Kitchen design trends include smaller spaces and cooking as entertainment
Operators are designing their kitchens to do more than handle the lunch and dinner rushes. Today’s kitchens must also look awesome, because open kitchens are still gaining popularity. While pizza enthusiasts have long enjoyed watching the experts toss the dough high over their heads, it turns out today’s consumers, especially millennials, want to see even more action in the kitchen. The challenge for designers is often that the restaurant has a small space for the kitchen, and also that certain parts of the kitchen are not exactly visually appealing.
“Customers want more than food when they go out to eat,” says Robert Seely, director of operations, planning and design for WD Partners. “They want an experience such as seeing the food be prepared or interacting with the chef.”
Seely adds that even though consumers say they want transparency and for nothing to be hidden from them, they don’t need to see everything. “Customers want to see you making the pizza dough, they want to see you chopping fresh vegetables and they want to see crates of vegetables,” he says. “They don’t want to see cans, and they don’t want to see raw chicken or raw hamburger.”
When a restaurant owner says they want an open kitchen, the Dublin, Ohio-based firm works with the operator to figure out what should be seen and what should be hidden. The open part of the kitchen and the behind-the-scenes sections are designed to accommodate the kitchen staff and the diners. “We go through the exercise, if we move this here there is a benefit to the customer, so operationally can we live with that,” he says.
Another trend related to open kitchens is coolers that display fresh ingredients, says Brent LaCount, principal at Design Collective in Columbus, Ohio. “That’s a trend to try to expose the freshness and the wholeness of the ingredients as much as possible,” he says. “We’re moving away from the kitchen as a manufacturing facility that uses prepared foods, to the kitchen that showcases hand-crafted foods.”
The trend is especially true in fast-casual and quick-service establishments, he says. Instead of a walk-in cooler in the back of the kitchen, there is a glass-doored refrigerator that is visible to customers. There are also clear bins filled with tomatoes, mushrooms and other fresh ingredients. “Essentially you take them out of the boxes they arrive in, and showcase those to the customer,” LaCount says.
Looks aren’t everything. The kitchen also has to be designed for
efficient workflow. The right equipment is key, and LaCount says one trend he is seeing is increased interest in rotating deck ovens. That way, the kitchen staff can prepare an individual pizza, a Sicilian pizza, and a hot sub sandwich all at the same time. “They are incorporating this as a way to speed things up,” he says.
Sometimes operators have to get creative with the equipment they have on hand until they can expand. Park Street Pizza in Sugarcreek, Ohio, is in the process of building a commissary kitchen for the catering side of the business. “We were dual purposing our conveyor ovens for everything, pizza, baking desserts, cooking bacon,” says owner Rocky Shanower. “Now we’re going to have the right equipment, convection ovens, a six burner range and a wood-burning grill.”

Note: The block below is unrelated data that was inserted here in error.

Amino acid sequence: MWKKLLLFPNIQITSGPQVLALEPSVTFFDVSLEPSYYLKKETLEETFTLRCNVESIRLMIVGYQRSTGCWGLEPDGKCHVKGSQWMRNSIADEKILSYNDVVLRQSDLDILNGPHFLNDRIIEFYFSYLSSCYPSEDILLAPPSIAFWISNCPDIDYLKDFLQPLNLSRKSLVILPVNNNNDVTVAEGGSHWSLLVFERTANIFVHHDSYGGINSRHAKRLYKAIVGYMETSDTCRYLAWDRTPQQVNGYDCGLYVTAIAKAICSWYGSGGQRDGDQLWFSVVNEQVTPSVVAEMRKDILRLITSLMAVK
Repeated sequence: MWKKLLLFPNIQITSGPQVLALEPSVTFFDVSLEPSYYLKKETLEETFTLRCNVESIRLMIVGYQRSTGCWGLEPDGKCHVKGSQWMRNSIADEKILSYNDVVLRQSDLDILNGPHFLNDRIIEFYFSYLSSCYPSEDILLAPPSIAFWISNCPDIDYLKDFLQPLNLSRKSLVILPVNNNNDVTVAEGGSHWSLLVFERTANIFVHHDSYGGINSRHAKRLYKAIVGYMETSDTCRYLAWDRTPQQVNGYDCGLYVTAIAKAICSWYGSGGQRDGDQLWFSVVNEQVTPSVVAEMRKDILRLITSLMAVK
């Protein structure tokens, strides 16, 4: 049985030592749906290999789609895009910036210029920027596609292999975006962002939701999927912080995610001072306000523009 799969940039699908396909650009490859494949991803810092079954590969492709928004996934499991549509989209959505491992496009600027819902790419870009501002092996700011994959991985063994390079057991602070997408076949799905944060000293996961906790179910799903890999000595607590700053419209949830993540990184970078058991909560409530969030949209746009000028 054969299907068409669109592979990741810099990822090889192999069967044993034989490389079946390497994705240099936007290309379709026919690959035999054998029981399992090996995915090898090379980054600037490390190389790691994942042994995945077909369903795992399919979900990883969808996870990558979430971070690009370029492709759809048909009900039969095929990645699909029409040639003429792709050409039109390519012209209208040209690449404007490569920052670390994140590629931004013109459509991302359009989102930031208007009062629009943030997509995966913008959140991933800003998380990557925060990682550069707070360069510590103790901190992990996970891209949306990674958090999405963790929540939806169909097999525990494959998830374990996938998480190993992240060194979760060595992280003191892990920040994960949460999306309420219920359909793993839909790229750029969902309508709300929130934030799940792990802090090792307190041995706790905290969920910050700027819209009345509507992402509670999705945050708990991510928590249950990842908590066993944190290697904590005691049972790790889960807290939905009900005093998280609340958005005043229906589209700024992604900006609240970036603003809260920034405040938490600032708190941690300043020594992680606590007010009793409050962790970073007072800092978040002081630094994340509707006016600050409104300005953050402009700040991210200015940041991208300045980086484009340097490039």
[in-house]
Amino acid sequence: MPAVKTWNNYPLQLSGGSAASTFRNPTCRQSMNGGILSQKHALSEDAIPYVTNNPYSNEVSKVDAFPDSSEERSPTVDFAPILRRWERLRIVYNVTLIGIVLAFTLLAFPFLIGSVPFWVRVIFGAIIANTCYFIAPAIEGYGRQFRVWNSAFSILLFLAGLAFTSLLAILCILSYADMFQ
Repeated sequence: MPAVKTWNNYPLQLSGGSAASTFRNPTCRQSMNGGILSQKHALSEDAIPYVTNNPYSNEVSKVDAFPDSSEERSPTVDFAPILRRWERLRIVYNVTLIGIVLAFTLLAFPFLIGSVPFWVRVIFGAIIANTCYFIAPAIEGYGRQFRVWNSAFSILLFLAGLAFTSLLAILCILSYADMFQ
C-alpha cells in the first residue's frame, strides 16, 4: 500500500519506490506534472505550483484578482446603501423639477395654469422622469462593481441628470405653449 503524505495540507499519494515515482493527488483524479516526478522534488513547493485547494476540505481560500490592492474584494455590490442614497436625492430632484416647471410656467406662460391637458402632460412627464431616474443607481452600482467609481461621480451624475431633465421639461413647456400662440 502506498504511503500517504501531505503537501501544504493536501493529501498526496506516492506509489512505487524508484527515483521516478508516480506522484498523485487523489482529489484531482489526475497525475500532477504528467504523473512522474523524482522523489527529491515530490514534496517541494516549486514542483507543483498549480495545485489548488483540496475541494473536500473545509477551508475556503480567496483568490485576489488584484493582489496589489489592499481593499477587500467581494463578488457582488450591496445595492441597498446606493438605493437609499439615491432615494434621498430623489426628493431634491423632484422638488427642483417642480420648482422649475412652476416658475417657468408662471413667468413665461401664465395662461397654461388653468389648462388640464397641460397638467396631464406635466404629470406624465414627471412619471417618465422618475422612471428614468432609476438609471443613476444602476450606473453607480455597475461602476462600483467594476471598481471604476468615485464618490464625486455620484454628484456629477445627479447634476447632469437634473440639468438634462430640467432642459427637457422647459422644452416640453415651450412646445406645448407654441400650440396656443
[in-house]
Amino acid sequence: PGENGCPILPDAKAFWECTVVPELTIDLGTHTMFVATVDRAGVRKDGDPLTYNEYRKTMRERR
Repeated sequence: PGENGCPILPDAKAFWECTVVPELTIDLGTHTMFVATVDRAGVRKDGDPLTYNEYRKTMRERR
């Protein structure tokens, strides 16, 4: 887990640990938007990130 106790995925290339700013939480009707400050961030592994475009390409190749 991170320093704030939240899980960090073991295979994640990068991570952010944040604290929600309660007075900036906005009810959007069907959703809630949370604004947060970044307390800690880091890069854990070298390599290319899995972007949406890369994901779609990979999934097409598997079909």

The new 4,500-square-foot facility, set to open this summer, will have a full time, day shift prep team to prepare the dough and do all the cooking for the mobile business. Shanower says the staff was very involved in designing the kitchen to optimize the workflow. “As the owner I am not the one coming in at 7 a.m.,” he says. “Hearing those guys helps me understand what we need to improve.”
For example, as the restaurant business grew and the kitchen increased production, the hood became outdated and undersized. “We had to make modifications,” Shanower says. “If your company is successful you need to have space to grow into. Always build bigger than you think you need.”
Some operators cannot build bigger because they have budget or space limitations. Still, there are advantages to smaller kitchens. “You want to get a smaller kitchen because it costs less to fill and also to run,” says Juan Martinez, principal at Profitality in Miami. “Compactness is definitely a trend. Real estate costs have gone back up, so the smaller the better.”
Say a worker has to traverse 30 feet from prep table to oven, multiple times each day. It makes sense to shorten the distance, and some operators use analytics to figure out the details. “If every single task takes four minutes, you have very detailed granular information that will allow you to go from four minutes to three minutes,” Martinez says. “With analytical information you get more output, more sales, less costs. It’s all interrelated.”
That means setting up prep stations close to the cooking equipment. “If you have a fryer, you can’t just have a fryer, you have a little table next to the fryer for prep work.” says Matt Hyland, chef and owner of four restaurants including Pizza Loves Emily and Emmy Squared, in Nashville, Tennessee and in Brooklyn, New York. “If you have a grill, everything should be close enough so you can turn around and nothing is too far away.”
Having a small space can also help the workflow in another way. The kitchen should be laid out so there is either plenty of space or no space between equipment, so that the area is easier to clean, Hyland says. “When you have places where you see an inch between equipment, that’s a great way for food to fall in,” he says. “It’s hard to clean.”
Hyland likes having equipment on wheels, including ovens with flexible tubes for the gas lines. “You can unhook the gas line quickly, take everything out, clean it and put it back in,” he says. “Being able to shift around equipment is important to me.”
Nora Caley is a freelance writer who covers small business, finance and lifestyle topics.